In your cells, you have double stranded DNA that serves as the instructions for everything your body does. When you want to use a specific set of instructions, your cells briefly unwind the DNA double strands to copy one strand into a single-stranded copy called messenger RNA, or mRNA. It serves as a “messenger” by bringing this copy of instructions to the parts of your cell (called ribosomes) that serve as protein factories, where these instructions are translated and made into proteins.
mRNA vaccines work by inserting an mRNA molecule into your body, which your cells read as instructions to produce certain viral proteins (specifically, the SARS-COV-2 spike protein). Your immune cells then recognize this viral protein because it’s foreign — your human DNA doesn’t contain instructions on how to make this protein and it’s never been made in your body before.
When your immune cells recognize this viral protein, they make antibodies against it. So those antibodies are, effectively, antibodies against the SARS-COV-2 virus. Then, if the actual virus is introduced to your body, the antibodies recognize the spike protein and destroy it. mRNA does not change your DNA. It survives in your cells for a very short period of time — usually a few hours.
Here’s an analogy that might help, from my COVID-explained collaborator Ashley Battenberg. Think of your DNA as a recipe book and the mRNA as a quickly disintegrating recipe card, which lasts only a few hours. This recipe card isn’t able to jump into a recipe book that you’ve stored in a closed cupboard in your kitchen. It’s written on a different type of paper, it’s in a different part of your kitchen, and recipe cards can’t just jump into and merge with a recipe book. Even if you put it inside the recipe book, you would never confuse it with a page in your recipe book. Yes, they’re both instructions but they are clearly different things, just as DNA and mRNA are different things. The mRNA does not change your DNA. It just can’t.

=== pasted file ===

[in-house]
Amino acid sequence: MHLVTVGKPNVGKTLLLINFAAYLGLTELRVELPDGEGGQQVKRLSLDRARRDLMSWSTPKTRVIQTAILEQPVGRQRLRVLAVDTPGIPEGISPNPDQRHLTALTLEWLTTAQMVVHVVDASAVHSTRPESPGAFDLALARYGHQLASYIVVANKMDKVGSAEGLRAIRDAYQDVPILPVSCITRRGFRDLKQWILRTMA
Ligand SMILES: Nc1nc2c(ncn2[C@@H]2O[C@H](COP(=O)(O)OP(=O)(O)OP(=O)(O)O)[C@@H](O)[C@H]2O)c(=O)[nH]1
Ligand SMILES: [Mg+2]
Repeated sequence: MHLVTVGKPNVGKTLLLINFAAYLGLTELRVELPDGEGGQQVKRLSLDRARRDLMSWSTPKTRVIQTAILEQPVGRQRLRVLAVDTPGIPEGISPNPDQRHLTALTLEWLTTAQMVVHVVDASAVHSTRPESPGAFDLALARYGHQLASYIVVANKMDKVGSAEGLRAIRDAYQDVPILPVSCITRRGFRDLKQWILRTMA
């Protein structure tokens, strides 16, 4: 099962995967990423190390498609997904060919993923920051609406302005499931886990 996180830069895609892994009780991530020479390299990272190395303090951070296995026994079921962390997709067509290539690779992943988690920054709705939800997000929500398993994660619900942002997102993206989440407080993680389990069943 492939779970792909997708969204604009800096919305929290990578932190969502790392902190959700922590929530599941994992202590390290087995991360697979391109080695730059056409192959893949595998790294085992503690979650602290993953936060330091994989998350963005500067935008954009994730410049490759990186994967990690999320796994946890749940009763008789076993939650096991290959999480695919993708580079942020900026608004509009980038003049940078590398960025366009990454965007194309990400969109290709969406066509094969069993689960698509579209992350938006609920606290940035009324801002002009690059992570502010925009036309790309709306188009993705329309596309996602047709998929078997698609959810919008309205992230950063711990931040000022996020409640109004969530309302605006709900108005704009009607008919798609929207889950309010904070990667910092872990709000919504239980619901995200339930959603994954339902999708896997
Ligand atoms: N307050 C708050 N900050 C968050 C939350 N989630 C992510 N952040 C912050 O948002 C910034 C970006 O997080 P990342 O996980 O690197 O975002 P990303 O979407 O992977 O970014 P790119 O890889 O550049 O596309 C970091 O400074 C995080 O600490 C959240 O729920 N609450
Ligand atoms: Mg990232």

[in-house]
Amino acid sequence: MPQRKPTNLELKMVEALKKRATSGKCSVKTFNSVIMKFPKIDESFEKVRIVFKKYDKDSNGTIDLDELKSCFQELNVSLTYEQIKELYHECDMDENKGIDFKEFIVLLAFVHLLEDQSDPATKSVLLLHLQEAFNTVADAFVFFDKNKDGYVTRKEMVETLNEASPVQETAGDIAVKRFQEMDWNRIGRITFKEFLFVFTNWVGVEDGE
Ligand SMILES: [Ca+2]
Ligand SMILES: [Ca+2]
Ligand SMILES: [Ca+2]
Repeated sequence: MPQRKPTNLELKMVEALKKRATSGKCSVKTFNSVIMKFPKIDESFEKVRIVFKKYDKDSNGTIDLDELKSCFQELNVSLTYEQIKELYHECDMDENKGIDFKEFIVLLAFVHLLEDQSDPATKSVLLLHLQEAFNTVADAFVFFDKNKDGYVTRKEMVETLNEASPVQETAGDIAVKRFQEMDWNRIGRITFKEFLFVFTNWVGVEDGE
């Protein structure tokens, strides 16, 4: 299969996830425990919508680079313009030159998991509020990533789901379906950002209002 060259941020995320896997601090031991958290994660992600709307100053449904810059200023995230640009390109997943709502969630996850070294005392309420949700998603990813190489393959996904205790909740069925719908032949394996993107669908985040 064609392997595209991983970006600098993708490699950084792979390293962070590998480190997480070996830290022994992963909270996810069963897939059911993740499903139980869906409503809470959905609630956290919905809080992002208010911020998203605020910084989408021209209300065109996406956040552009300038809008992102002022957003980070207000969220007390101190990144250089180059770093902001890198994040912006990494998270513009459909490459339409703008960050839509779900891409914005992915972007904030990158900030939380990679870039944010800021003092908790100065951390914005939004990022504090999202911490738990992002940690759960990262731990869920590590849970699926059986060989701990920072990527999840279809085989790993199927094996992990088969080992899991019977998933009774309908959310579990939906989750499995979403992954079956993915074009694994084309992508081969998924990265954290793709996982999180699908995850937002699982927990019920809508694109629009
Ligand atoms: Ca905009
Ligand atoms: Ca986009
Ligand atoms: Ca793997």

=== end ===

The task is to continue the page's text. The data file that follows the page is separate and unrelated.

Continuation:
Q: Will I get the virus from the vaccine?
A: No. Many traditional vaccines use a killed or weakened form of a virus to prompt an antibody response. However, mRNA vaccines don’t work like this. They do not contain the virus. The mRNA contains only the instructions to make one specific protein (the spike protein). SARS-CoV-2 is made up of many proteins that allow it to infect us, and it is simply not possible for the spike protein alone to infect and replicate in our cells (which is what happens when we are “infected” with a virus).
It is possible, even common, to have side effects after the vaccine. But these are due to the reaction of your immune system and not an infection. While there is no virus replicating in your cells (no infection), your immune system is triggered to respond as if there is. For this reason, many of the symptoms that you experience after a vaccine might be similar to the symptoms that one would experience upon infection. These symptoms are a sign that your body is building up immunity.
Q: What kind of side effects have researchers been seeing?